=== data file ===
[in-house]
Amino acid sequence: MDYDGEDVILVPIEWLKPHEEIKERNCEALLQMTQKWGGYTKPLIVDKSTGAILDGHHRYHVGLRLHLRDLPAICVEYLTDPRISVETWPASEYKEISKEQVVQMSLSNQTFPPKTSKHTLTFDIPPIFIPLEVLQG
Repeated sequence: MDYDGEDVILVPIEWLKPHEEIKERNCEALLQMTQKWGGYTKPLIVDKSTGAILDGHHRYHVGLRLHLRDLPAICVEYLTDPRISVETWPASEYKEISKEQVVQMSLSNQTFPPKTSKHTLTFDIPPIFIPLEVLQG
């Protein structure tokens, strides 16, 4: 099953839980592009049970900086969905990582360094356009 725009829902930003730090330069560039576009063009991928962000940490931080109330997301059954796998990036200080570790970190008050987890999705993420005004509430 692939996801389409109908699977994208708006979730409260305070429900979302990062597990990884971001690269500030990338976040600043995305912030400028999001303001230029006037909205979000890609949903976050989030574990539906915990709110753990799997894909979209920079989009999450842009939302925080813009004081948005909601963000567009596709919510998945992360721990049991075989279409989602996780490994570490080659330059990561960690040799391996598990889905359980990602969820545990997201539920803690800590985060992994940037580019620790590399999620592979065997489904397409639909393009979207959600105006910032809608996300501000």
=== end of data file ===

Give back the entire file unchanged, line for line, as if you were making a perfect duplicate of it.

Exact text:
[in-house]
Amino acid sequence: MDYDGEDVILVPIEWLKPHEEIKERNCEALLQMTQKWGGYTKPLIVDKSTGAILDGHHRYHVGLRLHLRDLPAICVEYLTDPRISVETWPASEYKEISKEQVVQMSLSNQTFPPKTSKHTLTFDIPPIFIPLEVLQG
Repeated sequence: MDYDGEDVILVPIEWLKPHEEIKERNCEALLQMTQKWGGYTKPLIVDKSTGAILDGHHRYHVGLRLHLRDLPAICVEYLTDPRISVETWPASEYKEISKEQVVQMSLSNQTFPPKTSKHTLTFDIPPIFIPLEVLQG
């Protein structure tokens, strides 16, 4: 099953839980592009049970900086969905990582360094356009 725009829902930003730090330069560039576009063009991928962000940490931080109330997301059954796998990036200080570790970190008050987890999705993420005004509430 692939996801389409109908699977994208708006979730409260305070429900979302990062597990990884971001690269500030990338976040600043995305912030400028999001303001230029006037909205979000890609949903976050989030574990539906915990709110753990799997894909979209920079989009999450842009939302925080813009004081948005909601963000567009596709919510998945992360721990049991075989279409989602996780490994570490080659330059990561960690040799391996598990889905359980990602969820545990997201539920803690800590985060992994940037580019620790590399999620592979065997489904397409639909393009979207959600105006910032809608996300501000």